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  #12  
Old 1 March 2006, 10:19
O'DubhGhaill O'DubhGhaill is offline
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Which one of the Five was he?

His story reads as if he was one of the Five Fingers, which I thought was a highly motivating yarn, albeit a fiction-piece nonetheless.
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Old 1 March 2006, 10:26
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Originally Posted by O'DubhGhaill
....albeit a fiction-piece nonetheless.
Wait a 'sec. Are you saying "The Five Fingers" was not a true story?!?!






















































:D
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  #14  
Old 1 March 2006, 14:26
O'DubhGhaill O'DubhGhaill is offline
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Originally Posted by SOTB
Wait a 'sec. Are you saying "The Five Fingers" was not a true story?!?!

:D


Oh yeah, that's right, it was an actual account (is that Dan Marvin on the far left?) -- I swear I did not intend to revive the Gayle Rivers debate by mentioning it though! That book was one of the most highly motivating, hard-core spec-op stories I ever read at the time back then in high school just before I signed up -- hell, I kept a copy of it with me through ITS and all that followed! I never once thought the story was anything but a work of fiction until I read much later that the author, "Gayle Rivers," was purporting it to be a first-hand true account -- it really matters not to me, I enjoy reading it from time to time to this day and am still anxiously awaiting the sequel.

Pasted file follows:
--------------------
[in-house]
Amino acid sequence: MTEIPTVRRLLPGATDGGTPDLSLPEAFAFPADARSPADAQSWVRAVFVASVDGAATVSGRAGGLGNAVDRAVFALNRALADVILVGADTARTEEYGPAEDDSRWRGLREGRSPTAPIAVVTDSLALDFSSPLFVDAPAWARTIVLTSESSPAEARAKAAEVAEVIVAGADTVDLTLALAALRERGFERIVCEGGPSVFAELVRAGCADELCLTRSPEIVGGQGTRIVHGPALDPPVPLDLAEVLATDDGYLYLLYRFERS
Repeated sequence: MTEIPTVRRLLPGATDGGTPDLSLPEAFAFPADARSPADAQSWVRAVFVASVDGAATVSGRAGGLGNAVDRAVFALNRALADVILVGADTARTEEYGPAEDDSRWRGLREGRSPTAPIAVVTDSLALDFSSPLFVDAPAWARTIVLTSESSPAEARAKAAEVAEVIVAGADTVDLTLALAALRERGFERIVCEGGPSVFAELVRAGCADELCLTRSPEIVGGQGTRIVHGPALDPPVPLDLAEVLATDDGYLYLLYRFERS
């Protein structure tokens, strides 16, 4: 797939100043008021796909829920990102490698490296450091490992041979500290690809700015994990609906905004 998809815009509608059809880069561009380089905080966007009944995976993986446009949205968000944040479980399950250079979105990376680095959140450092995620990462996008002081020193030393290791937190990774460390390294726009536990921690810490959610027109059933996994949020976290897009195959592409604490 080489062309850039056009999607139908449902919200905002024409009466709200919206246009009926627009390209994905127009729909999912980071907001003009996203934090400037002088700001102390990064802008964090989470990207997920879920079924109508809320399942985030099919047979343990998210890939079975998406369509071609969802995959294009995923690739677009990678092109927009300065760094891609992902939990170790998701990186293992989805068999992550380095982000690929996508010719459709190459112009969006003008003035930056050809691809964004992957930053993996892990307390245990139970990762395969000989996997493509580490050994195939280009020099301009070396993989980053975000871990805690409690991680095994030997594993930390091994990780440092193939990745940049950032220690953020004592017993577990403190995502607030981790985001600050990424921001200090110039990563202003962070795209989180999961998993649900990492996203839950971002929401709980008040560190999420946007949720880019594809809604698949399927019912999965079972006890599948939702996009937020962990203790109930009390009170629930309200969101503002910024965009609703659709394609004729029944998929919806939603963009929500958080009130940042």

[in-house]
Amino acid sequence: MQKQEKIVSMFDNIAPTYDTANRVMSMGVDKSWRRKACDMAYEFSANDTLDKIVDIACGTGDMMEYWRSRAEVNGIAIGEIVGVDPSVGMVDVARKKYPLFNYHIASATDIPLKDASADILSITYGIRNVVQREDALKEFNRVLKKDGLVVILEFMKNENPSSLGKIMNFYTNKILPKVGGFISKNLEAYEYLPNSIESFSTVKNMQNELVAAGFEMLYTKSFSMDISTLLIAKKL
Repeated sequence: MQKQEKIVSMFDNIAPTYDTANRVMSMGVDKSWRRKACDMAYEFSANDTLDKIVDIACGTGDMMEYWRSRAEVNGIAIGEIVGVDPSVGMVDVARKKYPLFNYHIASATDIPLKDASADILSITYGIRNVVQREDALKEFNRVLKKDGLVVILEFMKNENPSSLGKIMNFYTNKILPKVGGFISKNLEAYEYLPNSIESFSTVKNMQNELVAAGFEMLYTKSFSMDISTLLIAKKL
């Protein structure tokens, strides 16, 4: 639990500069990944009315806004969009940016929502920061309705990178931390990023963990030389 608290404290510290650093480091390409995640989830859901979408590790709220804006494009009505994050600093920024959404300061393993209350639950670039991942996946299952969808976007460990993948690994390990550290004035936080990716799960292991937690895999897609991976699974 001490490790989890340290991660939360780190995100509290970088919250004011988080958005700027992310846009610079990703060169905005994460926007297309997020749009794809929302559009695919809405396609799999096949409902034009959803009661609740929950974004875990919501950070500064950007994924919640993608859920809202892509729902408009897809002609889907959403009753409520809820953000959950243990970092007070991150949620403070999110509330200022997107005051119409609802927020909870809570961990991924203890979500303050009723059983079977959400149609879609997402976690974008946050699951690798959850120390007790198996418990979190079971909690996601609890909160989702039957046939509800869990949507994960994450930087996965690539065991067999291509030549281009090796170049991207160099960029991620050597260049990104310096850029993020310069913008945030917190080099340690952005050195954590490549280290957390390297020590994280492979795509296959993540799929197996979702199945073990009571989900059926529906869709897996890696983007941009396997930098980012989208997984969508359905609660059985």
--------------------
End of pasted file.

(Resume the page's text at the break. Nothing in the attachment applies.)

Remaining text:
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Old 1 March 2006, 15:48
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Originally Posted by O'DubhGhaill
....I kept a copy of it with me through ITS and all that followed!
HAHAHAHA No shit. I picked up a copy -- I don't remember how -- while at Camp Pendelton for a day while we were transiting to OKI from ITS (LeJeune). I read it on the plane over, and while in OKI from time to time as well. To a 17 Y/O it seemed like a really cool story....
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  #16  
Old 1 March 2006, 18:03
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I thought that the sequel was released?
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  #17  
Old 1 March 2006, 20:08
O'DubhGhaill O'DubhGhaill is offline
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Originally Posted by magician
I thought that the sequel was released?
If it was, I definitely missed it, but would love to read it, seriously.